Figures of Czech armaments and combat equipment
Observing international disarmament documents, the Czech Republic provides hereinafter numbers of major armaments and combat equipment as of 1 January 2012.
The following chart contains numbers of major armament and combat equipment, which is in possession of the Czech Armed Forces as of 1 January 2012, regardless of its supposed use, placement within combat units, or in storage facilities, its combat capability, or its long- or short-term conservation, or whether the equipment has been offered for sale.
Major Equipment of ACR as of 1 January 2012:
AIR FORCE EQUIPMENT
The state parties of the Treaty on Conventional Armed Forces in Europe (CFE), the Vienna Document 2011 (VD-11), and the Global Exchange of Military Information (GEMI) - mutually exchanged the Annual exchange of military information in Vienna on 13 - 15 December 2011.
- The category of armoured combat vehicles includes all combat versions of infantry fighting vehicles BMP-1, BMP-2, BPzV, Pandur II 8x8 and armoured personnel carriers of OT-90 and OT-64 types. Four pieces of Pandur II 8x8 are not included in the total number, because they are deployed outside the zone of application of the above mentioned international documents.
- The artillery systems of 100 mm caliber and above include all versions of cannons/howitzers SPGH M77 Dana, rocket launchers RM-70 and mortars ShM 85 and M M1982.
- The Treaty on Conventional Armed Forces in Europe (CFE) sets a "Maximum National Level of Holding" for each state party. This is the limit of pieces of armament and equipment, that the country can possess.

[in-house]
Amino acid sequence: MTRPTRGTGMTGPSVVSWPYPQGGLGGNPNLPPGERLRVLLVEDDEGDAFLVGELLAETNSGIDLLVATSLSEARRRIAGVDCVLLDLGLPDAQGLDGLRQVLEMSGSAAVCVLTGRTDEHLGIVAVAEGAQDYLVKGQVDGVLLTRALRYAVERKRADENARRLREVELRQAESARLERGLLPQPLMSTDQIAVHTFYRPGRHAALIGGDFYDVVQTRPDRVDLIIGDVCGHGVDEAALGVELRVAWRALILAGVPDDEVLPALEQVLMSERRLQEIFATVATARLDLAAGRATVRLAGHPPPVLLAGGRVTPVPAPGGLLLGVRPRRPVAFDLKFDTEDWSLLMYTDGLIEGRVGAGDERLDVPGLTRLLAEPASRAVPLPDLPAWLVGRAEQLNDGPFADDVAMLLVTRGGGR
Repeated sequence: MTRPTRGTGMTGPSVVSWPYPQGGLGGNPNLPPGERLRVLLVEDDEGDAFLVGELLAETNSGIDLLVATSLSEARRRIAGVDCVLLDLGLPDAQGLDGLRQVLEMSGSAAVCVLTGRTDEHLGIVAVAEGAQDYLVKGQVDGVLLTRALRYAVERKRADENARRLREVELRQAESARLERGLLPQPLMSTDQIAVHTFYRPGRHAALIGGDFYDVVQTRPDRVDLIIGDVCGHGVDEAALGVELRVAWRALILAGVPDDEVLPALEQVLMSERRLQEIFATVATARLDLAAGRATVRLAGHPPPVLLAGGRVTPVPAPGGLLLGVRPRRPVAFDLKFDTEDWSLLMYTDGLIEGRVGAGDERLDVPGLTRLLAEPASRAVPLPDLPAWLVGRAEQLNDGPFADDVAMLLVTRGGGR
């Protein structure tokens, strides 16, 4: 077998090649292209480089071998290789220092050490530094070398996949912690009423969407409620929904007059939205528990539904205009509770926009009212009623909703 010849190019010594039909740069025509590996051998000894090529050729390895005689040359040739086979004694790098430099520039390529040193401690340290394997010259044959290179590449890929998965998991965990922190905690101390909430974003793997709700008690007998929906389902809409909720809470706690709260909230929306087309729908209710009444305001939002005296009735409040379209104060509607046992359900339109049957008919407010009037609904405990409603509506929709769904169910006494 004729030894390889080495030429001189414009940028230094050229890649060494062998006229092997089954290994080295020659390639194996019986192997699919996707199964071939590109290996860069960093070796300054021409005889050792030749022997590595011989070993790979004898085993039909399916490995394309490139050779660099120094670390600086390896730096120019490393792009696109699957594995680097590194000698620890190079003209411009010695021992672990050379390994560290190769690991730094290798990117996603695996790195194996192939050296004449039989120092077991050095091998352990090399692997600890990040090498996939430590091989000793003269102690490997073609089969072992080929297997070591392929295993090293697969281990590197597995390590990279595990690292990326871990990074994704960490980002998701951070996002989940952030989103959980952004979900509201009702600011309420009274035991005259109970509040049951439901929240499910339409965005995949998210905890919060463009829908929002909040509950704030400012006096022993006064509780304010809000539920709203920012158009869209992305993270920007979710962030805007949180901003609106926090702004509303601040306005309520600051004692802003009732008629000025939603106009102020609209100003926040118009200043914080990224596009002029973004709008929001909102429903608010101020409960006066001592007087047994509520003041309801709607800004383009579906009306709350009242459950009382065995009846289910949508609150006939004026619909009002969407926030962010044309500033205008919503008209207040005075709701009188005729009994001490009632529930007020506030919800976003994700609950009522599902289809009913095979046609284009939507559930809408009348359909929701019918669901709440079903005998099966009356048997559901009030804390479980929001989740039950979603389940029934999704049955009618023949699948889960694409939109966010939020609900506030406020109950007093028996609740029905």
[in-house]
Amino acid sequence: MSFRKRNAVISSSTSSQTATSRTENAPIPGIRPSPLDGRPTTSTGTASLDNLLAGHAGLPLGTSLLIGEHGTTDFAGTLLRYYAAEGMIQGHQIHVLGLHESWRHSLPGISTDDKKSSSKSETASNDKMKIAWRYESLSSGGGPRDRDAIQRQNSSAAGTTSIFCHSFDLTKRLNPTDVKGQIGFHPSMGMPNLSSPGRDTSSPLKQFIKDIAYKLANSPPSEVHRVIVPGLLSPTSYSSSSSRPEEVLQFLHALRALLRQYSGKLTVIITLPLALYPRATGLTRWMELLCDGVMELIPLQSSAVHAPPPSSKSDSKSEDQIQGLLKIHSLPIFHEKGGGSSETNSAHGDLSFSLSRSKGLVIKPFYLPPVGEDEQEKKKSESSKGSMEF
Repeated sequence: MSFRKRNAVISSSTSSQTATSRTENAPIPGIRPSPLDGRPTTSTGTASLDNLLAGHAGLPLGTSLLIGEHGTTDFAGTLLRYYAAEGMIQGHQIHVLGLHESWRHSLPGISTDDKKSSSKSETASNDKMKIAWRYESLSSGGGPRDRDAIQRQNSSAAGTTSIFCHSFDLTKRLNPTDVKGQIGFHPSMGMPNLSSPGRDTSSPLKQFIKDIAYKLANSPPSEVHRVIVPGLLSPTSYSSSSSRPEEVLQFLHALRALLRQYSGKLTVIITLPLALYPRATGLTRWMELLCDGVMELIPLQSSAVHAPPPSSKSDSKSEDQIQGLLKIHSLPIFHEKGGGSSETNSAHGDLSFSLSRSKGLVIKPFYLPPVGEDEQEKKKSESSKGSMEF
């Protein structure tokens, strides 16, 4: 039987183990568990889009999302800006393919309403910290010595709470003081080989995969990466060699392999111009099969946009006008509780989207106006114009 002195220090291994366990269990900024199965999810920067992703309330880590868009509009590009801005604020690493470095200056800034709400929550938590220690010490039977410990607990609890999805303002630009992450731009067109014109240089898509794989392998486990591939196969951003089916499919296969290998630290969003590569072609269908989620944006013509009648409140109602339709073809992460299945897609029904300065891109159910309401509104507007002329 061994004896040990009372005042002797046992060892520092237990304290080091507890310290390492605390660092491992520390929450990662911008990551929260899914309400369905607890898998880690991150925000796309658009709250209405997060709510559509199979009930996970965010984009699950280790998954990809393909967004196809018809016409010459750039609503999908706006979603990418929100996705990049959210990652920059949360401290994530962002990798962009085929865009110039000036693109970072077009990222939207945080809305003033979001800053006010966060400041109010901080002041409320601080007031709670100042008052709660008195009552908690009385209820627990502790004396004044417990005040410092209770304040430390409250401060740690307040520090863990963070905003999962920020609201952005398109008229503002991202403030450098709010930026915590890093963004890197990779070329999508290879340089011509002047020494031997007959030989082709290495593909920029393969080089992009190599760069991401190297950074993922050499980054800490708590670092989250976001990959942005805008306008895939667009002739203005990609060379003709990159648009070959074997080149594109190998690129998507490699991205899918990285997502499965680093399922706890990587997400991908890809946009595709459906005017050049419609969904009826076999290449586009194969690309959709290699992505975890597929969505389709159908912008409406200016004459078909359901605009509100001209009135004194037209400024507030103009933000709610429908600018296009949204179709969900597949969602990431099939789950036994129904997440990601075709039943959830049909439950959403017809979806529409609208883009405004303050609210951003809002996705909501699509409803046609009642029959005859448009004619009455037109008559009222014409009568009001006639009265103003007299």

The limit of the Czech Republic in categories is as follows:
1. Battle tanks - 957 pieces
2. Armoured combat vehicles - 1367 pieces
3. Artillery systems - 767 pieces
4. Combat aircraft - 230 pieces
5. Combat helicopters - 50 pieces
- In addition to armament and equipment, which amount is limited by the CFE, the Czech Armed Forces also possess in accordance with the CFE, VD-11 and the GEMI the following items:
- 9 pcs of training aircraft L-39,
- 22 pcs of transport and observation aircraft of the following types L-410, An-26, Jak-40, CL-601 Challenger, A-319 CJ, and CASA C-295M;
- 38 pcs of unarmed transport helicopters of the following types MI-8, MI-17 (also MI-171S), and W-3A Sokol;
- 198 pcs of look-alikes vehicles based on infantry fighting vehicles and armoured personnel carriers of various types;
- 130 pcs of light armoured vehicles BRDM-2, Dingo 2, and IVECO, which are not subject to the CFE and VD-11;
- 35 pcs of medical vehicles, which are subject to the Geneve Convention on improvement of conditions of injured and ill military personnel in the battle field that is dated 12 August 1949;
- 10 pcs of armoured vehicles launched bridges tanks MT-55A.
Verification and inspections:
Above mentioned documents include provisions on quotas of inspections, which each state-party must accept on its territory:
- According to the CFE, the Czech Republic must accept within a year three inspections in units or requested areas;
- According to the VD-11, the Czech Republic must accept within a year one evaluation visit and three inspections of a requested area;
- According to the Treaty on Open Skies, the Czech Republic must accept within a year up to four observation flights over its territory.
In accordance with the plan of the NATO Verification Coordination Committee, the similar number of inspections will be carried out in foreign countries under the lead of the Czech Republic, and Czech inspectors will work in combined teams of NATO countries. Inspectors of the Czech Republic will participate also in implementation of the Dayton Peace Agreement and in other disarmament activities in accordance with requests of NATO, OSCE and UN.
Updated: January 3, 2012